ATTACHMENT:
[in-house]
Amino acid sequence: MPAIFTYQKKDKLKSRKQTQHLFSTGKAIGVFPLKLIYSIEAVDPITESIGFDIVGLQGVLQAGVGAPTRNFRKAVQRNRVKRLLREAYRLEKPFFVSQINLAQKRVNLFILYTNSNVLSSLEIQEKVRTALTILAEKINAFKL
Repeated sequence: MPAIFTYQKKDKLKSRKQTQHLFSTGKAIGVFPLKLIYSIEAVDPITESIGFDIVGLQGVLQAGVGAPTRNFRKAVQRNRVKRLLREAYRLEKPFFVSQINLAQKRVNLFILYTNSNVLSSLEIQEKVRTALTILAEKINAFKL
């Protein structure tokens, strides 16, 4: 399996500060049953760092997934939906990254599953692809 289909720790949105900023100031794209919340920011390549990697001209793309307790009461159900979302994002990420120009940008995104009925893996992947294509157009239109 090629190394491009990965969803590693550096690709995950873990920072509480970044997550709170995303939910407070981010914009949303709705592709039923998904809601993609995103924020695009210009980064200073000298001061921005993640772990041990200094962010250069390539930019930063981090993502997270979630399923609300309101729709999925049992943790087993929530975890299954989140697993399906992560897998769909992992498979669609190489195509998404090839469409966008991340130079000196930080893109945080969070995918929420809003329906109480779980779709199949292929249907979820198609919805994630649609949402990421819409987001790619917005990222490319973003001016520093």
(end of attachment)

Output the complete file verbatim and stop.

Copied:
[in-house]
Amino acid sequence: MPAIFTYQKKDKLKSRKQTQHLFSTGKAIGVFPLKLIYSIEAVDPITESIGFDIVGLQGVLQAGVGAPTRNFRKAVQRNRVKRLLREAYRLEKPFFVSQINLAQKRVNLFILYTNSNVLSSLEIQEKVRTALTILAEKINAFKL
Repeated sequence: MPAIFTYQKKDKLKSRKQTQHLFSTGKAIGVFPLKLIYSIEAVDPITESIGFDIVGLQGVLQAGVGAPTRNFRKAVQRNRVKRLLREAYRLEKPFFVSQINLAQKRVNLFILYTNSNVLSSLEIQEKVRTALTILAEKINAFKL
């Protein structure tokens, strides 16, 4: 399996500060049953760092997934939906990254599953692809 289909720790949105900023100031794209919340920011390549990697001209793309307790009461159900979302994002990420120009940008995104009925893996992947294509157009239109 090629190394491009990965969803590693550096690709995950873990920072509480970044997550709170995303939910407070981010914009949303709705592709039923998904809601993609995103924020695009210009980064200073000298001061921005993640772990041990200094962010250069390539930019930063981090993502997270979630399923609300309101729709999925049992943790087993929530975890299954989140697993399906992560897998769909992992498979669609190489195509998404090839469409966008991340130079000196930080893109945080969070995918929420809003329906109480779980779709199949292929249907979820198609919805994630649609949402990421819409987001790619917005990222490319973003001016520093």